Running small businesses often rely on family members and people we know and trust to manage back office, sales, IT and generally keep our businesses ticking along. What we all must do is ensure that the work they are undertaking can be clearly demonstrated and that the formal payment mechanism is calculated and solely related to the business they are supporting. Without this, we all risk opening ourselves up to investigation by the HMRC, just as with the Case of Alan Nicholson.
Mr Nicholson had been paying his son for IT support and managing his Website, whilst he was busy trying to deliver his own very physical, work. Unfortunately the payment mechanism was ad hoc and lacked transparency which, ultimately, was the undoing in this case. The summary reads as follows
28. We can understand why the Appellant feels that he should be able to pay his son ‘wages’ as he would have to have done if anyone else had been doing the same work for him. Had the Appellant paid his son on a more time recorded basis or had there been some form of methodology in calculating the amount payable and an accurate record maintained of the number of hours his son worked, then as with any family member on the pay roll of a business, it is unlikely that the expense would have not satisfied the provisions of s 34 TMA.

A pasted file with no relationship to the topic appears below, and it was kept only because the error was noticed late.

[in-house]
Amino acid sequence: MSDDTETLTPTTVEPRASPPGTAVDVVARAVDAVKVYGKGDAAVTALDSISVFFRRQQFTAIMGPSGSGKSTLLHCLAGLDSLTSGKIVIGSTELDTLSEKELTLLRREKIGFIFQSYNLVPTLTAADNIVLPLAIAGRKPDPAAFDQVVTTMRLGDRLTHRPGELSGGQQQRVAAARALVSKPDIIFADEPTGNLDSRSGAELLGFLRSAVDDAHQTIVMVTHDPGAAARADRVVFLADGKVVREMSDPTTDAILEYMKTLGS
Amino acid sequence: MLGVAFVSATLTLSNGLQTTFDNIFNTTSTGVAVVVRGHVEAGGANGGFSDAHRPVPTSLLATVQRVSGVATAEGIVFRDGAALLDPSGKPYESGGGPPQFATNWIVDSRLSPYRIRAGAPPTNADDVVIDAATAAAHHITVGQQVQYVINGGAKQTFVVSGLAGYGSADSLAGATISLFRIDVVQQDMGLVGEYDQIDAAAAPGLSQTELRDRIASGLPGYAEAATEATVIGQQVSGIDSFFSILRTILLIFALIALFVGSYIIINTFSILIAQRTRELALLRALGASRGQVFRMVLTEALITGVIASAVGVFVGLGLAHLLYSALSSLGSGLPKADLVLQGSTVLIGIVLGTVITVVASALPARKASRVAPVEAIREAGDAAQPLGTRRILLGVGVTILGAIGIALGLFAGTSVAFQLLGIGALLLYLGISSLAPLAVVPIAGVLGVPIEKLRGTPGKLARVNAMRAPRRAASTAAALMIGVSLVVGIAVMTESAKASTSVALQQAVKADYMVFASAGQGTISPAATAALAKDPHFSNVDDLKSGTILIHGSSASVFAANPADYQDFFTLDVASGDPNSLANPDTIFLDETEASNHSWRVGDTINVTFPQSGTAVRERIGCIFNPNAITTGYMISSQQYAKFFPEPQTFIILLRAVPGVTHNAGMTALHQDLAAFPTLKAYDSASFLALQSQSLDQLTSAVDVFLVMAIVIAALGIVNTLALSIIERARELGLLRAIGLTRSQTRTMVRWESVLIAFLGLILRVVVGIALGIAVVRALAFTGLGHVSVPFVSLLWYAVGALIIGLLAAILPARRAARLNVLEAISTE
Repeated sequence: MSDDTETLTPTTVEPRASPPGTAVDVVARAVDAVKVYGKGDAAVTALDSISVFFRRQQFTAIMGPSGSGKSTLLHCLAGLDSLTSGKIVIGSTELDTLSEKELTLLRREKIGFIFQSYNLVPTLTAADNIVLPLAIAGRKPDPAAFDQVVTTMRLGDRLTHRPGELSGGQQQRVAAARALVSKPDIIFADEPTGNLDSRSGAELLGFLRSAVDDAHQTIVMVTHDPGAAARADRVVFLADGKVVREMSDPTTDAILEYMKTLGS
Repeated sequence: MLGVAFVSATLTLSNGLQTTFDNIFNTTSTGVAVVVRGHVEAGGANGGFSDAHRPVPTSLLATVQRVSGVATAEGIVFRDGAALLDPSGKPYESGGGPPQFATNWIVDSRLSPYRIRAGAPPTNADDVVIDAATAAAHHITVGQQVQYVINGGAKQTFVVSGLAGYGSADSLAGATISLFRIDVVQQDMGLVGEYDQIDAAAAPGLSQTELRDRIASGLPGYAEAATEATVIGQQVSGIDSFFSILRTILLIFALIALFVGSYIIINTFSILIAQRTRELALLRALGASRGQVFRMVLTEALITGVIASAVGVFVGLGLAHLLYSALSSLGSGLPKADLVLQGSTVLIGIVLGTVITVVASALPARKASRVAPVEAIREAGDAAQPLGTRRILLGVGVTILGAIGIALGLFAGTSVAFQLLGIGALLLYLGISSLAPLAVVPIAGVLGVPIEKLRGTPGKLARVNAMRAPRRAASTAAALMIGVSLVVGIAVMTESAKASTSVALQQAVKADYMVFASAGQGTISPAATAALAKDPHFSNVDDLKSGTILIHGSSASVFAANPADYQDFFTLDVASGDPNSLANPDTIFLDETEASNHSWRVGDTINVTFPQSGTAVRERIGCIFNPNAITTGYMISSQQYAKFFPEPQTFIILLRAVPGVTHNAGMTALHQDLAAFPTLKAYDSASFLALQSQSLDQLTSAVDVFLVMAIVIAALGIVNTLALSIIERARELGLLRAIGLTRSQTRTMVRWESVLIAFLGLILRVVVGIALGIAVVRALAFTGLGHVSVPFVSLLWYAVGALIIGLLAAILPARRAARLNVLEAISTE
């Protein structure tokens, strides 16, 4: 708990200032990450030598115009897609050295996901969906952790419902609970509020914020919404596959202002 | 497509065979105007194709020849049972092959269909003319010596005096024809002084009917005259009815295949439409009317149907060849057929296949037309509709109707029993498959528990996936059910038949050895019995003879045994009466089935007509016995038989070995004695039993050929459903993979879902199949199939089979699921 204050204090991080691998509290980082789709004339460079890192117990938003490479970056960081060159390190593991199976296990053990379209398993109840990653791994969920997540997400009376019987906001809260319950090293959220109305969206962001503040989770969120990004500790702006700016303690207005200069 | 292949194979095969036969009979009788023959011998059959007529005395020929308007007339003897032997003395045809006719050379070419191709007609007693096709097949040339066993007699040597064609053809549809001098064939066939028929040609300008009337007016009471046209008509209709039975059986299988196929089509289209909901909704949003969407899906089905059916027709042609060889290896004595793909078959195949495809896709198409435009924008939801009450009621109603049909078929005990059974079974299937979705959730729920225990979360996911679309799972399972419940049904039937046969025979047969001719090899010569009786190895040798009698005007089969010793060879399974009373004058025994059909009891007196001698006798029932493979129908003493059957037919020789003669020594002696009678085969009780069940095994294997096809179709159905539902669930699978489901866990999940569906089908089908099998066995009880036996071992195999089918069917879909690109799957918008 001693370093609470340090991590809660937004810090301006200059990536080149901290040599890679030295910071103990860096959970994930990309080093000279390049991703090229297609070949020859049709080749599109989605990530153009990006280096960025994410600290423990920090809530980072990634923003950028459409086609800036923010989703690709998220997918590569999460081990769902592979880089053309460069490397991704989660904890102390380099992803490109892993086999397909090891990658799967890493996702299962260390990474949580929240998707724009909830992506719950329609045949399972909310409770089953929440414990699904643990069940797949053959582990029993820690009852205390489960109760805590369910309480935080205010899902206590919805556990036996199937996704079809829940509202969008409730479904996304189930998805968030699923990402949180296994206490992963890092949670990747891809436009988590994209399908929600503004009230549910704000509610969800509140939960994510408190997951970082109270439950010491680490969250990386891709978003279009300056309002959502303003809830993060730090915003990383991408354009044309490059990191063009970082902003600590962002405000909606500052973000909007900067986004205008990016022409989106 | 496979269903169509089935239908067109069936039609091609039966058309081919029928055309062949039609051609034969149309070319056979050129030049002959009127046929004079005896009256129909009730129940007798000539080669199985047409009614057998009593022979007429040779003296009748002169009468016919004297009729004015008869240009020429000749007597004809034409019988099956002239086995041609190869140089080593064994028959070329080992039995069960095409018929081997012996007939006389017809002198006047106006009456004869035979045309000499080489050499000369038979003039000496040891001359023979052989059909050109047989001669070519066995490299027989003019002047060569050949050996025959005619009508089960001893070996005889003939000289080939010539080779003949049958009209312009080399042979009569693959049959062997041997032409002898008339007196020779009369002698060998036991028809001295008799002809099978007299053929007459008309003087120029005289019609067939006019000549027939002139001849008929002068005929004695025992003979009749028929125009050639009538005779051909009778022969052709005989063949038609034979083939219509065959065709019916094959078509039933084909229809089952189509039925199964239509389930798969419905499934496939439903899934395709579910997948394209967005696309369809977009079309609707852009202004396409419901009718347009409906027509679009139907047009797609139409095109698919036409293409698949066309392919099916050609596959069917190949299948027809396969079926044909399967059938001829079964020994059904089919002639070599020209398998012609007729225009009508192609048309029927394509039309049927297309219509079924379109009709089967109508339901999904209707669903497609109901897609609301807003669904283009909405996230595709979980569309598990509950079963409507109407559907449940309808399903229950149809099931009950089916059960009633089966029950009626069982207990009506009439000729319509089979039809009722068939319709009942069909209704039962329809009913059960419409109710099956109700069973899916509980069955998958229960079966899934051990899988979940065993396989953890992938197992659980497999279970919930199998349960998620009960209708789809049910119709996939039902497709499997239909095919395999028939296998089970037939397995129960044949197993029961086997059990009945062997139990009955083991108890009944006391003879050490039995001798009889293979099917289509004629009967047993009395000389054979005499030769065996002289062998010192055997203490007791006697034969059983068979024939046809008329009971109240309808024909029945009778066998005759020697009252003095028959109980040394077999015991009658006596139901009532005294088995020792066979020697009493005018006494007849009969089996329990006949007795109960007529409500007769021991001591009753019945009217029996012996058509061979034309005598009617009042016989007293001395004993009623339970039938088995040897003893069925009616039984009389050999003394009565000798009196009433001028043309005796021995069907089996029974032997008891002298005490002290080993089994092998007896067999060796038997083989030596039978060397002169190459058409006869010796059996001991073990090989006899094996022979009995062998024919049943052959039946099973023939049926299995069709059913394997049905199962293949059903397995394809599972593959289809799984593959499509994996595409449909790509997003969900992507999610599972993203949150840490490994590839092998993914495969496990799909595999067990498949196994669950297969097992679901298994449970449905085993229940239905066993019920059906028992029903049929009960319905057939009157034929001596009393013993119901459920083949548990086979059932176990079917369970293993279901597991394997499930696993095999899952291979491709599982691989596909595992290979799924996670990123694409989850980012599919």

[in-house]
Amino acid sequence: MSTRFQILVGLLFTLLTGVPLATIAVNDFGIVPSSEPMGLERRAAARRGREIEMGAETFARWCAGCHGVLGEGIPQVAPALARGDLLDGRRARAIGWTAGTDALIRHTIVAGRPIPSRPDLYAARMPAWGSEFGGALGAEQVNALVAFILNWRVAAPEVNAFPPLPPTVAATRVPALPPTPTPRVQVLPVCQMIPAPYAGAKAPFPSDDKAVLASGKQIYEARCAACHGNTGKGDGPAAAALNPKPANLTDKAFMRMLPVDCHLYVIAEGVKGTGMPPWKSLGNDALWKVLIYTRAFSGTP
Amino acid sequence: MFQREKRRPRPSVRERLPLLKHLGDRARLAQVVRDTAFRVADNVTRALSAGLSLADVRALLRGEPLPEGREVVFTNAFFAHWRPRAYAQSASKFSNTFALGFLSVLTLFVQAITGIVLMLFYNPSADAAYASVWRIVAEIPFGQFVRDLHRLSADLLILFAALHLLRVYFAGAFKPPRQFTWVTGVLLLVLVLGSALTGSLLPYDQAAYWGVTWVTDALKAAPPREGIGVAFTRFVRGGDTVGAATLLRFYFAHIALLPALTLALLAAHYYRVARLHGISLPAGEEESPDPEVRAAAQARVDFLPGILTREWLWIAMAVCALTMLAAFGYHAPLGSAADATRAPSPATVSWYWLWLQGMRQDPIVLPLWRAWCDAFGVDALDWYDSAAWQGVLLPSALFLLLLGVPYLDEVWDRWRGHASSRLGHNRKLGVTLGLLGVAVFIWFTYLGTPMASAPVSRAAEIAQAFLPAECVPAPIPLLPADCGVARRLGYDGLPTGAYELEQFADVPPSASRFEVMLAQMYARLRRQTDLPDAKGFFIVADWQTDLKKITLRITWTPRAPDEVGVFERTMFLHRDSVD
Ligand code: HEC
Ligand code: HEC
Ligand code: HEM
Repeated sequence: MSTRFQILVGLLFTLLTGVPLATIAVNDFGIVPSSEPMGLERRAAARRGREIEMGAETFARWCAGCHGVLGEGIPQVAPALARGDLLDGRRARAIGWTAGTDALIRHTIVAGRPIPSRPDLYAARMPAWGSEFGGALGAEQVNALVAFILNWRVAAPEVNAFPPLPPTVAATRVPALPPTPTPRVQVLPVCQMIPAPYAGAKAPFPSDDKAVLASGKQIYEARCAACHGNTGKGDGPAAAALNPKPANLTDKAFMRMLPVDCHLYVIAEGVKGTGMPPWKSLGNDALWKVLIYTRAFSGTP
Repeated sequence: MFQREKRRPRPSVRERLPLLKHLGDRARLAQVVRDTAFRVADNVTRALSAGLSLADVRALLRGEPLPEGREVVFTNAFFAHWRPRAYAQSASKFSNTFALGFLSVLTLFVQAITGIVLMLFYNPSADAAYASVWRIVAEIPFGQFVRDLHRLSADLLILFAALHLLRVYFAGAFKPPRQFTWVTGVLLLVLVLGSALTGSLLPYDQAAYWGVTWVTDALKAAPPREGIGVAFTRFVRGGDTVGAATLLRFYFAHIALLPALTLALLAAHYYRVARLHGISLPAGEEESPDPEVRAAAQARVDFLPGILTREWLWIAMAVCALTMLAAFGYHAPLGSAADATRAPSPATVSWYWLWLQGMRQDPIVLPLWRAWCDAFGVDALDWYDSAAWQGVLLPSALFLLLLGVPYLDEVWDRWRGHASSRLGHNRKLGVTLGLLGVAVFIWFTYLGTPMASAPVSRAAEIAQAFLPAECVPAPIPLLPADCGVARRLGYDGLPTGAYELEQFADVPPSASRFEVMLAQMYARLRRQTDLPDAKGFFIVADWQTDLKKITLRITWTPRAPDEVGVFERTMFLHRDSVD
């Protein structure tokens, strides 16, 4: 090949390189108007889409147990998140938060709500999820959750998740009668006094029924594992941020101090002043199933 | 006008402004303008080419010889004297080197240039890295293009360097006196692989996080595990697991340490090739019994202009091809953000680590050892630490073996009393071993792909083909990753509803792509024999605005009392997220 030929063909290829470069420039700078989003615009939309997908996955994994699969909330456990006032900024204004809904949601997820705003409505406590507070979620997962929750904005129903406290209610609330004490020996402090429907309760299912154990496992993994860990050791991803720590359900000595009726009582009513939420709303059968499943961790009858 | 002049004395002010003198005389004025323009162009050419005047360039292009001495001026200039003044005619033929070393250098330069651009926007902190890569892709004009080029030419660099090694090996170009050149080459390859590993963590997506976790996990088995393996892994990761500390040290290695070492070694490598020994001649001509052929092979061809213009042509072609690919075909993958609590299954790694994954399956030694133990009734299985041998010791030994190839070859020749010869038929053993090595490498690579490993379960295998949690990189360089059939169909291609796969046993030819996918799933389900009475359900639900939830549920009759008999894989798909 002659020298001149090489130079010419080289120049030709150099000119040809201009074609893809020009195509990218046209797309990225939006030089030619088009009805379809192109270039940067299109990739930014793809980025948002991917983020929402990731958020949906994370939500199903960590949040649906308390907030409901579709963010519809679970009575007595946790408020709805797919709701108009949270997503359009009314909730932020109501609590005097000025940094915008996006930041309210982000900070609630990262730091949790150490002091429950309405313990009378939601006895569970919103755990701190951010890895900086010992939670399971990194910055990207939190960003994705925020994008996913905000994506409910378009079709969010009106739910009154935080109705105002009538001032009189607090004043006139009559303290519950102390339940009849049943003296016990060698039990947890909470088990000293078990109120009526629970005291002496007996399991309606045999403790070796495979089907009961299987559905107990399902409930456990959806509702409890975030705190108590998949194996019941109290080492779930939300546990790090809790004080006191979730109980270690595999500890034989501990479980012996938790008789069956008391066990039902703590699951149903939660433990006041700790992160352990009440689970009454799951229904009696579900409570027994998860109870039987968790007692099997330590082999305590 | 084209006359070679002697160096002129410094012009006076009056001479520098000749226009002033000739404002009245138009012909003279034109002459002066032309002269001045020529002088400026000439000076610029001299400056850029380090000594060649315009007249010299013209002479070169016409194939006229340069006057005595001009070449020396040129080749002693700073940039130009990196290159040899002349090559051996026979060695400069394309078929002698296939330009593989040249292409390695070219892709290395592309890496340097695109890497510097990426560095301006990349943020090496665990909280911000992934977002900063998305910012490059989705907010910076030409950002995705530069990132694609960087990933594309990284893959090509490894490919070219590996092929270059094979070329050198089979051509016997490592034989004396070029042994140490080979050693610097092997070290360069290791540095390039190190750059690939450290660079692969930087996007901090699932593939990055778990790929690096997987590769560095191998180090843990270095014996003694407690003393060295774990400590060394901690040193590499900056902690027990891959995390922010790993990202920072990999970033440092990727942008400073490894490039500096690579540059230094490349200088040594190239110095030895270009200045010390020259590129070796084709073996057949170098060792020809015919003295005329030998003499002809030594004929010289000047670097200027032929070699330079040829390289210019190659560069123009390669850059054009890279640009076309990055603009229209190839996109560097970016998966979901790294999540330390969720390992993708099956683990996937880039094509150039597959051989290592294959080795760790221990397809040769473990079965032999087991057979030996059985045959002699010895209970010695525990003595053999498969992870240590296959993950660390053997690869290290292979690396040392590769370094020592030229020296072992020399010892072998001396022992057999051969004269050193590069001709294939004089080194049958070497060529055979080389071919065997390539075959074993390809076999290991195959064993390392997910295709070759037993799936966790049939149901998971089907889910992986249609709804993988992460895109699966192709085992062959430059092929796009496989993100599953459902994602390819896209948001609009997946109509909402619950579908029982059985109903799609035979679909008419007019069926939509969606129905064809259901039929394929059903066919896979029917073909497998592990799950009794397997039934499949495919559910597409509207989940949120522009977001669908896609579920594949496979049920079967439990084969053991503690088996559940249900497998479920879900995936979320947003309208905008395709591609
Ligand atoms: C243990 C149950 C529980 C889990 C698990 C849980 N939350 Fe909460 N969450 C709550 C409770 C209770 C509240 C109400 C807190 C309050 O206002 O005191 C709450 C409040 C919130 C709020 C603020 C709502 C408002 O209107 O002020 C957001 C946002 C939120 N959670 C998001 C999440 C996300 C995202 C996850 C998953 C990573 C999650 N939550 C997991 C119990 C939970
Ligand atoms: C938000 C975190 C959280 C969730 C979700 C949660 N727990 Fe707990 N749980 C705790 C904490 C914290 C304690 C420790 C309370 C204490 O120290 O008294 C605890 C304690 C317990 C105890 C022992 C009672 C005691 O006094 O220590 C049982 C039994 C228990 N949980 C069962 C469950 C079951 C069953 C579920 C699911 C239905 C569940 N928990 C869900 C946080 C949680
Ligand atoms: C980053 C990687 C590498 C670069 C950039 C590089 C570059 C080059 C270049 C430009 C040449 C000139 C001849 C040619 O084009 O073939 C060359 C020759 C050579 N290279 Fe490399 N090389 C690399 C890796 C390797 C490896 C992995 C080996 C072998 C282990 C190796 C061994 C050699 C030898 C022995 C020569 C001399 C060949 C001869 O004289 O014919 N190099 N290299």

29. However as HMRC assert, the payments to Mark had a dual purpose. The provisions of s 34 TMA (1)(a) are quite clear. The payments were not incurred wholly and exclusively for the purposes of the Appellant’s trade. They were not directly and solely referable to the carrying on by the Appellant of his trade. There was no direct relationship arithmetically or otherwise between the amount of work Mark did and the payments he received, whether in cash or in kind. The Appellant was helping to support his son whilst at University.
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